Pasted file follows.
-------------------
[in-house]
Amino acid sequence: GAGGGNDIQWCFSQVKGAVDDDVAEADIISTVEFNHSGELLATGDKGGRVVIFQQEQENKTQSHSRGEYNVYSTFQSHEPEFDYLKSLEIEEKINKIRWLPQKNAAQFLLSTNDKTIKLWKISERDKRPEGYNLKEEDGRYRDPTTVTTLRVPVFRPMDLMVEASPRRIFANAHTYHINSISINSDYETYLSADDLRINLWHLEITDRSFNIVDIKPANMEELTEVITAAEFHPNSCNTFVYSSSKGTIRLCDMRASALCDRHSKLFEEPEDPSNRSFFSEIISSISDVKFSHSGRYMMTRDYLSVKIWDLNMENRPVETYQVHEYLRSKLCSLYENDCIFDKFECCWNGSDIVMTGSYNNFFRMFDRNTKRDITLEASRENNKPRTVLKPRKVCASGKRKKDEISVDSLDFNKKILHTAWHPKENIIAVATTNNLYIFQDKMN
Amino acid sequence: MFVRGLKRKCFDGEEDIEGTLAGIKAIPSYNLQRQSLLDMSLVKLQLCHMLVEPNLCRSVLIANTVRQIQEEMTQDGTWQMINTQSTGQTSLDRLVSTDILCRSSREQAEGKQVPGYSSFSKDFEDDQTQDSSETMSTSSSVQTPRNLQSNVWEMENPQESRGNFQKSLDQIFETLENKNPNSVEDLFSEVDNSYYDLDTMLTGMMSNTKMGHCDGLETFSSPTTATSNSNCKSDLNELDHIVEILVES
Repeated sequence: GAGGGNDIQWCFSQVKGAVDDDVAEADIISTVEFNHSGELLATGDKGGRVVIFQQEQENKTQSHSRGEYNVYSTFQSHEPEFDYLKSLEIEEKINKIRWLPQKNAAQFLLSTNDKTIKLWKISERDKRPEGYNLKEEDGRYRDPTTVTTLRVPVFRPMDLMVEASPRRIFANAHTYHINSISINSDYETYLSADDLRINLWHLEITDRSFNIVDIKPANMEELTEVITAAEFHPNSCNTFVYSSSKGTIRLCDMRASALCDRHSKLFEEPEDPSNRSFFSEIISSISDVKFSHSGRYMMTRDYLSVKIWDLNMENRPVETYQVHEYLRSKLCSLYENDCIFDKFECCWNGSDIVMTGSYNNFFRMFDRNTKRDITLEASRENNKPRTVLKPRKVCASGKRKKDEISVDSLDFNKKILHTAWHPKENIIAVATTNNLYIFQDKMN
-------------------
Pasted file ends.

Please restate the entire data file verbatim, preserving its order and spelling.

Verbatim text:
[in-house]
Amino acid sequence: GAGGGNDIQWCFSQVKGAVDDDVAEADIISTVEFNHSGELLATGDKGGRVVIFQQEQENKTQSHSRGEYNVYSTFQSHEPEFDYLKSLEIEEKINKIRWLPQKNAAQFLLSTNDKTIKLWKISERDKRPEGYNLKEEDGRYRDPTTVTTLRVPVFRPMDLMVEASPRRIFANAHTYHINSISINSDYETYLSADDLRINLWHLEITDRSFNIVDIKPANMEELTEVITAAEFHPNSCNTFVYSSSKGTIRLCDMRASALCDRHSKLFEEPEDPSNRSFFSEIISSISDVKFSHSGRYMMTRDYLSVKIWDLNMENRPVETYQVHEYLRSKLCSLYENDCIFDKFECCWNGSDIVMTGSYNNFFRMFDRNTKRDITLEASRENNKPRTVLKPRKVCASGKRKKDEISVDSLDFNKKILHTAWHPKENIIAVATTNNLYIFQDKMN
Amino acid sequence: MFVRGLKRKCFDGEEDIEGTLAGIKAIPSYNLQRQSLLDMSLVKLQLCHMLVEPNLCRSVLIANTVRQIQEEMTQDGTWQMINTQSTGQTSLDRLVSTDILCRSSREQAEGKQVPGYSSFSKDFEDDQTQDSSETMSTSSSVQTPRNLQSNVWEMENPQESRGNFQKSLDQIFETLENKNPNSVEDLFSEVDNSYYDLDTMLTGMMSNTKMGHCDGLETFSSPTTATSNSNCKSDLNELDHIVEILVES
Repeated sequence: GAGGGNDIQWCFSQVKGAVDDDVAEADIISTVEFNHSGELLATGDKGGRVVIFQQEQENKTQSHSRGEYNVYSTFQSHEPEFDYLKSLEIEEKINKIRWLPQKNAAQFLLSTNDKTIKLWKISERDKRPEGYNLKEEDGRYRDPTTVTTLRVPVFRPMDLMVEASPRRIFANAHTYHINSISINSDYETYLSADDLRINLWHLEITDRSFNIVDIKPANMEELTEVITAAEFHPNSCNTFVYSSSKGTIRLCDMRASALCDRHSKLFEEPEDPSNRSFFSEIISSISDVKFSHSGRYMMTRDYLSVKIWDLNMENRPVETYQVHEYLRSKLCSLYENDCIFDKFECCWNGSDIVMTGSYNNFFRMFDRNTKRDITLEASRENNKPRTVLKPRKVCASGKRKKDEISVDSLDFNKKILHTAWHPKENIIAVATTNNLYIFQDKMN